A following paper on oral health disparities published in 2009 agreed with Vargas and Ronzio [19] that minority, young, poor, and low-income children have experienced greater number of decayed teeth than higher income majority children [3]. More than 42% of the total U.S. children population has at least one tooth decay, and more than 25% of 2–6 years were infected. Authors indicated that disparities in receiving dental care still exist between children from high-income families and their peers from low-income families. They found that 40% of low-income children have received dental treatments compared to 54% of higher-income children [3].

Furthermore, a longitudinal study was conducted among young children of low-socioeconomic status (SES) to predict factors that are associated with dental caries besides being from low SES [17]. One hundred and twenty-eight children were followed for 18 months from a rural community in Iowa. They found that sociodemographic and fluoride consumptions are statistically not correlated with dental caries prevalence. Importantly, they suggested that the consumption of sugar-sweetened drinks during the first two years of birth and the presence of mutans streptococci are the strongest predictors of dental caries among low SES children [17].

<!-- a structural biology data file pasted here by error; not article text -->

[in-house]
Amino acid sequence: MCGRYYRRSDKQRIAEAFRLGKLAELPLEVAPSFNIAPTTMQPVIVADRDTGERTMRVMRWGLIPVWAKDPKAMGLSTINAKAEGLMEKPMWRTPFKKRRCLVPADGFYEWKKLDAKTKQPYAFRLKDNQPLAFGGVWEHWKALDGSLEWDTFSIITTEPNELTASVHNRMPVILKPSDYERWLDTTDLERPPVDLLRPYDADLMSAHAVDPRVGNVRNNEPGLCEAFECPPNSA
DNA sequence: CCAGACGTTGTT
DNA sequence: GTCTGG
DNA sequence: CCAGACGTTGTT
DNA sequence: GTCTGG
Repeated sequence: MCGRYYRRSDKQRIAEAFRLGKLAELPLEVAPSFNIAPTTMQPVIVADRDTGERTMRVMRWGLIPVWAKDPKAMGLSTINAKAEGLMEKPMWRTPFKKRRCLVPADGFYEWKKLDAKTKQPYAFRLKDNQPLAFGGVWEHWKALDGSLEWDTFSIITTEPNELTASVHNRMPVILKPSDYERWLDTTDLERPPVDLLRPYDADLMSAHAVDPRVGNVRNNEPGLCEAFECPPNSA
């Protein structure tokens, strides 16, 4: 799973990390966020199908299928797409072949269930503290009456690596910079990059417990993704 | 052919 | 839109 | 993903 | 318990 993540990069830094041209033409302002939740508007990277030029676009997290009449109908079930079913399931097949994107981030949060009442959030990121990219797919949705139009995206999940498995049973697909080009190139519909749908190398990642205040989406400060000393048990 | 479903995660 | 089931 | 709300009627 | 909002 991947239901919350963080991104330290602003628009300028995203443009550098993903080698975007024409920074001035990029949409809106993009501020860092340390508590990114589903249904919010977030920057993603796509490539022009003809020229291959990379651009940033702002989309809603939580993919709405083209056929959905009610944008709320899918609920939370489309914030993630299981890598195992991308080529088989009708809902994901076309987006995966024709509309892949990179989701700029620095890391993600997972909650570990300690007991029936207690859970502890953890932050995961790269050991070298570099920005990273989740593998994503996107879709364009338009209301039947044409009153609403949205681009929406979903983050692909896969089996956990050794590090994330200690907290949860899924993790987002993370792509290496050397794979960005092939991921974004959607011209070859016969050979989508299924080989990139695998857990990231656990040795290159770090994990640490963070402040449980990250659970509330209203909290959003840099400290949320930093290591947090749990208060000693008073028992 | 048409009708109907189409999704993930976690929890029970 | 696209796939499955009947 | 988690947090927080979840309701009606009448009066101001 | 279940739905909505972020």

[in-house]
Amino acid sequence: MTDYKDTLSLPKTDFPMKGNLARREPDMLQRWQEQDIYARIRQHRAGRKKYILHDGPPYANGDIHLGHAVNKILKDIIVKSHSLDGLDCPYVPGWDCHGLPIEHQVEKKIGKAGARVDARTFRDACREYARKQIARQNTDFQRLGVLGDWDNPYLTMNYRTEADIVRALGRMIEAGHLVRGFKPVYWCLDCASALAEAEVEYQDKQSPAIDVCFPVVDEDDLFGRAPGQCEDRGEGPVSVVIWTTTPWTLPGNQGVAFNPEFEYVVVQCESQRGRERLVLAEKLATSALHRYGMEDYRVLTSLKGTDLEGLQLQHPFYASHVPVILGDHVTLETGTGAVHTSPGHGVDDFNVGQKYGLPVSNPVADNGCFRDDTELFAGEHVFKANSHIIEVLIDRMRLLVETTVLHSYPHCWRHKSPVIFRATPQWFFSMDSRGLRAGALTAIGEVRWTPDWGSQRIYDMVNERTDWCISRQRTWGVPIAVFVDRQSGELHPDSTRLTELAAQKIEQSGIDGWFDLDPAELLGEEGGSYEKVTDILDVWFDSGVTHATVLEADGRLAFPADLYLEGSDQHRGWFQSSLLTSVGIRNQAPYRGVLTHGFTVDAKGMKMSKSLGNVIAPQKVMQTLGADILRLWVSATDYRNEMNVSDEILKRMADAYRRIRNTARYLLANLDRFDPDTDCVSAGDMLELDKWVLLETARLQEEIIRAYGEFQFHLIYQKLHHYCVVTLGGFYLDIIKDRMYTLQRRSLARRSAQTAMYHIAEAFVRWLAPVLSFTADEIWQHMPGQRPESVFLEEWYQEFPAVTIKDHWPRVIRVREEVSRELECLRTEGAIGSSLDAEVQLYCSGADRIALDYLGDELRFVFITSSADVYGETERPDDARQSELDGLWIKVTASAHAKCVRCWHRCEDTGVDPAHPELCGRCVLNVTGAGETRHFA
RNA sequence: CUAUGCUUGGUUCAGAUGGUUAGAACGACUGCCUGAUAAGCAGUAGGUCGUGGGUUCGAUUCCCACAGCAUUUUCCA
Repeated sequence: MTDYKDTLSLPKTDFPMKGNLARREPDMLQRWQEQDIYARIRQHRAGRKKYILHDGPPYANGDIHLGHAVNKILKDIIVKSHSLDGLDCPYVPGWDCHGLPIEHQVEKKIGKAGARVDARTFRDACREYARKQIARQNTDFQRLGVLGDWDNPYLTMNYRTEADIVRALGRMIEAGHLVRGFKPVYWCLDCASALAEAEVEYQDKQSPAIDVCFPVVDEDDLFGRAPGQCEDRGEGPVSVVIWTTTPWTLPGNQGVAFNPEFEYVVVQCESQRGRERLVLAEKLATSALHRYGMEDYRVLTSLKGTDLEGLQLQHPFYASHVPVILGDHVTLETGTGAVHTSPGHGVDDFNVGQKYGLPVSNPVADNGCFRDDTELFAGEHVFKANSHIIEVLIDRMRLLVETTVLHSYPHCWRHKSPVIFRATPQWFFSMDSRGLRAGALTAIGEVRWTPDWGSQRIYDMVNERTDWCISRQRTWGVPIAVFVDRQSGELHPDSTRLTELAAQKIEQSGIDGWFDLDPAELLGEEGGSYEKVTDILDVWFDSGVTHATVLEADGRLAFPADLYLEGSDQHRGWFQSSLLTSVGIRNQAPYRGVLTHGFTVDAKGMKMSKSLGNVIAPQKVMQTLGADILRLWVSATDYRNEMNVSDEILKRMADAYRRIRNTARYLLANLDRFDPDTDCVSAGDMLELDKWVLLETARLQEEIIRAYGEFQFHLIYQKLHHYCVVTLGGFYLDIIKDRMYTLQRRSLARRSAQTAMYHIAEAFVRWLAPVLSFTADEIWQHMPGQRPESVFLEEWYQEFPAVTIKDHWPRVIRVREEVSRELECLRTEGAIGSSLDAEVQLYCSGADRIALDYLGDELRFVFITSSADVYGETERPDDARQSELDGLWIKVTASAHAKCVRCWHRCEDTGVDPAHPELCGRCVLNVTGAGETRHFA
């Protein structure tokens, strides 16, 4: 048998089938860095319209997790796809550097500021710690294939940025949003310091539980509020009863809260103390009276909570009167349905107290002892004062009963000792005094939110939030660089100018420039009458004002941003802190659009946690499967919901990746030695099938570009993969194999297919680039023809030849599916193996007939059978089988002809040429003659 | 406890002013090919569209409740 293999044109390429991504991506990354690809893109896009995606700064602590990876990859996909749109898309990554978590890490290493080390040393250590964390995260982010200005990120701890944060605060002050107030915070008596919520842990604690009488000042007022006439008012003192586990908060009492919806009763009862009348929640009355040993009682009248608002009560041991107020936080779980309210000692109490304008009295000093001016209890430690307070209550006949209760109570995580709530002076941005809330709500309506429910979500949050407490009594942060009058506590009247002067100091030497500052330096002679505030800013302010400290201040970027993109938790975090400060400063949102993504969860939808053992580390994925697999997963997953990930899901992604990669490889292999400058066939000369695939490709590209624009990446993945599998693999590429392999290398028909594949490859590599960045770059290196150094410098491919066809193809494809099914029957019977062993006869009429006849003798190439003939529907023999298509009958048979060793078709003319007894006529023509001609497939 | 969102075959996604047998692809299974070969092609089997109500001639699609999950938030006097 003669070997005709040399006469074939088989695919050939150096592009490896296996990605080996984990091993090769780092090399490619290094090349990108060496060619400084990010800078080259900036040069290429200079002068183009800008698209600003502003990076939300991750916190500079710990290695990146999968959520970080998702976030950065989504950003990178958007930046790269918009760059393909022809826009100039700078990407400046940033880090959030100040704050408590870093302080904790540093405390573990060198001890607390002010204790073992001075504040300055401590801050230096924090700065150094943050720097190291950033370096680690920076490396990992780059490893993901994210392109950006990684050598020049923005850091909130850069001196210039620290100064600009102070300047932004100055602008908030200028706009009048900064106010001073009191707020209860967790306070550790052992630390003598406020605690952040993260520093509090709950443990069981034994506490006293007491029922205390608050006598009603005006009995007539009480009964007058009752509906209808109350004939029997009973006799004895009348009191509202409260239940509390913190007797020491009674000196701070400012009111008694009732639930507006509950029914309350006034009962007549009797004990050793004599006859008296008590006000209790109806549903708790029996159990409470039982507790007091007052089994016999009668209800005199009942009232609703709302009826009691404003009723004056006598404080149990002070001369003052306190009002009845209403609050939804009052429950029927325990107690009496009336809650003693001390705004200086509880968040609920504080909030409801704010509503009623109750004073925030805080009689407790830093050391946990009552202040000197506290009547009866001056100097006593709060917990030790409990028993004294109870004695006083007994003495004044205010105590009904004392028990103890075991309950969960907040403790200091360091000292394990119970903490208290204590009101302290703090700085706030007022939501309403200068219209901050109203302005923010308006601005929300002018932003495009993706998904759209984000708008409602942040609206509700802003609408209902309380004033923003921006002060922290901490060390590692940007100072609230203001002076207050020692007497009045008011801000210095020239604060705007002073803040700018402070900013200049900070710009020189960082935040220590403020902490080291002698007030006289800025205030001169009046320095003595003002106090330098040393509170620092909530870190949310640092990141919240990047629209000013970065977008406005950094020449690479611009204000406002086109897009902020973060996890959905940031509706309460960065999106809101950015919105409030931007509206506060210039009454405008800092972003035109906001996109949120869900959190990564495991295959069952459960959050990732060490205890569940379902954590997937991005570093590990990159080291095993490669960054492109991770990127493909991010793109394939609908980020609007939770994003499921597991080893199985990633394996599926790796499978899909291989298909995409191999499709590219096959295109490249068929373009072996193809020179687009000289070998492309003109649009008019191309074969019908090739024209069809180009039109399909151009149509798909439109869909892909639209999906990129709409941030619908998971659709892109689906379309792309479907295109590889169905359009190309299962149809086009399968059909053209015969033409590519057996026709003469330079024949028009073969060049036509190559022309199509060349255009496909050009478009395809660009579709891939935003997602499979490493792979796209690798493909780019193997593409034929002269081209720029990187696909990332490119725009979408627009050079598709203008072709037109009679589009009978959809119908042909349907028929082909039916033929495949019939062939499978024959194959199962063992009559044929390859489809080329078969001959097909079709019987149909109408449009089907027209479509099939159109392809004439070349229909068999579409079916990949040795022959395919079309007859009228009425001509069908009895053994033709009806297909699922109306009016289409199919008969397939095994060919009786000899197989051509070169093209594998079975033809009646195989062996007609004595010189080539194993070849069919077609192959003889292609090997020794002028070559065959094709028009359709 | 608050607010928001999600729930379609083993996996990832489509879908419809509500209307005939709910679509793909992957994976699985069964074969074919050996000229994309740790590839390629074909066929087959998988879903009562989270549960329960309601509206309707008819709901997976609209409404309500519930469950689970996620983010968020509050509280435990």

Children aged 6–10 years do not differ much from very young children in regard to dental caries and oral health problems. A cross-sectional analytical study of the 2007 National Survey of Children’s Health was conducted [18]. Researchers explained that known states of high percentage of population living in or below poverty level such as Mississippi have more children with dental caries. On the other hand, toothache negatively correlated with per capita dentist supply as it is the case in the Districts of Columbia and Massachusetts. In general, the U.S. children at 200% or low of FPL, minority, and those with special needs are significantly at high risk of having oral health problems [18].